And here it is.
I was struck by a puzzle this afternoon. Who wants to buy e-books? And not just the current versions which are really just fancy PDFs, but the e-books of the future. Who cares if it has video content of flashy style graphic charts? Who really needs that product?
Isn't that need, the flash and the style, served better by online sites? If you can get online rapidly or even better are constantly online then surely searching the freely available information will be your preference, will most new knowledge be acquired by searching for specific information and not by reading in depth books which contain unnecessary data?
It’s a big issue. Is the noise being made about how to find a new format for books in the electronic age really worth listening to?
Is the book publishing industry fooling itself publishing books at a fierce clip to an ever fragmenting market and an ever reducing readership? The newspaper industry seems to be fooling itself if it sees a future in print. USA Today reports on steep offline readership losses for established papers.
Books work as I have said before. They are not a broken technology. You will never have to stop reading them because your battery is dead. You do not need to carry anything else to read. The only limitation on information is how much weight you chose to carry.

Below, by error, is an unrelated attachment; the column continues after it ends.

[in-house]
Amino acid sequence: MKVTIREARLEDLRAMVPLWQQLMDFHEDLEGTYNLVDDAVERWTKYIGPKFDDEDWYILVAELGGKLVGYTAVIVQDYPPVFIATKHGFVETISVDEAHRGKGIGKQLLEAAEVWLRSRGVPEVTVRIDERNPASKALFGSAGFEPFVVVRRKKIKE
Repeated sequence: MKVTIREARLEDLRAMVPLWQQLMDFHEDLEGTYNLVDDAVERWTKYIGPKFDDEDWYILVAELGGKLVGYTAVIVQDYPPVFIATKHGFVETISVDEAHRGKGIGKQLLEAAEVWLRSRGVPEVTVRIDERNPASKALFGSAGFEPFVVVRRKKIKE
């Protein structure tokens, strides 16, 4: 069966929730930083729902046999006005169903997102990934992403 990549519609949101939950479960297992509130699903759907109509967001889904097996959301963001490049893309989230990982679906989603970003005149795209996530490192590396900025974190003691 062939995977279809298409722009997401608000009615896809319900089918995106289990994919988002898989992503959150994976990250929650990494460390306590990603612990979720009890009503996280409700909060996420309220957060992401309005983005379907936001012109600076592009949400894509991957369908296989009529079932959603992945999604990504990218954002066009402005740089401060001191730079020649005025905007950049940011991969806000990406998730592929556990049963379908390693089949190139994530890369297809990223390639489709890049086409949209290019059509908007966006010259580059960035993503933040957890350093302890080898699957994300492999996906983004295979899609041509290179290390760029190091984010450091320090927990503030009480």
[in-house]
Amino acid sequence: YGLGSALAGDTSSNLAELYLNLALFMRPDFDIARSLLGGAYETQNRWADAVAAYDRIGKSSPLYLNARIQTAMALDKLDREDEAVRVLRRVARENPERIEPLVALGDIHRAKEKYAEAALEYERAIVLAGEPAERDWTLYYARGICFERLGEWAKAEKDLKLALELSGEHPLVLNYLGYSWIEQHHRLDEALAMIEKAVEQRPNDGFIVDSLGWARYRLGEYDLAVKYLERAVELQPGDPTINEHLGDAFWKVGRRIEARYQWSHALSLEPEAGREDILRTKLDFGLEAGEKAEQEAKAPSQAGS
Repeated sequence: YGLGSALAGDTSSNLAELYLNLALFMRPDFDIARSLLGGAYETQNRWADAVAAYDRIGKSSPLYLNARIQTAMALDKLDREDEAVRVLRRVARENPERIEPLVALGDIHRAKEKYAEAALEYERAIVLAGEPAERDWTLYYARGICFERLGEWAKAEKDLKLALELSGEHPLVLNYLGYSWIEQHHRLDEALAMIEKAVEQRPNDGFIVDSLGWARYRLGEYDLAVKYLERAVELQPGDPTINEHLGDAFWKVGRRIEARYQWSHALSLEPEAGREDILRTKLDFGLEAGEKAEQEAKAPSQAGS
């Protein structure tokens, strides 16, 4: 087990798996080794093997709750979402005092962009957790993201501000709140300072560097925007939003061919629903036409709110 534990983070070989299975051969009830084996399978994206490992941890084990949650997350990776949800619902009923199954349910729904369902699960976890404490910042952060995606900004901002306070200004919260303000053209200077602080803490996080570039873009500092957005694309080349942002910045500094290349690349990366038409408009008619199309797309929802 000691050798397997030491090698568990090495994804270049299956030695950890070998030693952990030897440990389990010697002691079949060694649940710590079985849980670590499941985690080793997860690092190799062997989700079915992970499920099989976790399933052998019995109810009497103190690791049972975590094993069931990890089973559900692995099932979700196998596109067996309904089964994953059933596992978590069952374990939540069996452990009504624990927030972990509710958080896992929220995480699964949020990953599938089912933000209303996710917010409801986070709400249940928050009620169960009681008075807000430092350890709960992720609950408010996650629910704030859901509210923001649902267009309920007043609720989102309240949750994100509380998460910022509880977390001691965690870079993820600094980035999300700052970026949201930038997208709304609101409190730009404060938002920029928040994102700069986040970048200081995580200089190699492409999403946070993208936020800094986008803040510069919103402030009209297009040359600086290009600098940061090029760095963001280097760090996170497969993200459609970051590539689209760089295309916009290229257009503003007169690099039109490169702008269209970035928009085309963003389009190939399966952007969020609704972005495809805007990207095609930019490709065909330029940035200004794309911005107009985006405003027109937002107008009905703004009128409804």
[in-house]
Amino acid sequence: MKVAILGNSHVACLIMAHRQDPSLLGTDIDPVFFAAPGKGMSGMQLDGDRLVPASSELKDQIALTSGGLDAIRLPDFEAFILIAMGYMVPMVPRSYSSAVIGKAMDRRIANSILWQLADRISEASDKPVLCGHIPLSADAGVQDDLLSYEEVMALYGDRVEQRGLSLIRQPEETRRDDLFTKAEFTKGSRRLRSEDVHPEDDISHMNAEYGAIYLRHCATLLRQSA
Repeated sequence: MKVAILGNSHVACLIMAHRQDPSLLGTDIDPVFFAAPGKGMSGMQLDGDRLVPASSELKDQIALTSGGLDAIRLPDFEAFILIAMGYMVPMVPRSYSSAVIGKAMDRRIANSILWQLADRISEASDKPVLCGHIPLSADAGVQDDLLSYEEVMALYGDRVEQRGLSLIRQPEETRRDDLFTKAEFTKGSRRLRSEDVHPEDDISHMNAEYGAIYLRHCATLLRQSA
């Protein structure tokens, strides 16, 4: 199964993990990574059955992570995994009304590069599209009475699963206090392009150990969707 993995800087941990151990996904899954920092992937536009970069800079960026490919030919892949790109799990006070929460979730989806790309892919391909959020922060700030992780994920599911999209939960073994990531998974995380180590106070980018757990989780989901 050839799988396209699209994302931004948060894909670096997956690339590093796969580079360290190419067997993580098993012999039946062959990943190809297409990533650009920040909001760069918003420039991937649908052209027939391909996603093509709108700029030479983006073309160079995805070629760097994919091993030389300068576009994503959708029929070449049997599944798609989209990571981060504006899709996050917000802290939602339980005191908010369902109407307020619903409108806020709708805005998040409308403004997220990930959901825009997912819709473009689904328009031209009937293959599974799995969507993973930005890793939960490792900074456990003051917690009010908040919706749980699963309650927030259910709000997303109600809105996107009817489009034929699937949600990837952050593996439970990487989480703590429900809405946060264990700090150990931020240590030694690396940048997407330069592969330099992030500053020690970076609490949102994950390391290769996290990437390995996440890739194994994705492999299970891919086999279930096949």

I cannot see e-books delivering such superior features that they surpass books anytime soon, and clearly they do not and will not rate devices on their own even if they did, new formats sound more like blogs or websites then books (not necessarily a bad idea and touching on an idea by Joe Wikert some time ago).
If that is the case then the focus of the book publishing industry needs to shift towards how best to serve the devices that currently exist and which people currently use and will use in the future to gain their content and how to make money from those sources. Or even more realistically to ensuring the continuation of the current, working format, the plain old paperback book.
Having given it some more thought I have decided there is still one key missing element in the whole equation of self-publishing versus traditional published via publishing house decision. That missing element is one I have touched upon before, marketing!
Blurb is a wonderful service as is Lulu.com. They show how easy it is to challenge established companies with new and innovative solutions. They may well even challenge traditional publishers in certain markets. They do not provide enough tools for authors to sell their books. How on earth in all the mix can they?
If you read a previous post of mine on Self Publishing you will have seen me direct self publishers in direction of Google Book Search. The truth is that for local specific titles this will not really do the trick.
So what will? Are there solutions other than the tried and tested route of building up demand by leaking select news to local press, getting author interviews on local radio, convincing the local papers to run a review and maybe just maybe paying for a locally run print advert? The launch well publicised will help of course but in the end it may come down to the popularity of the author and more than likely the quality of his or her content.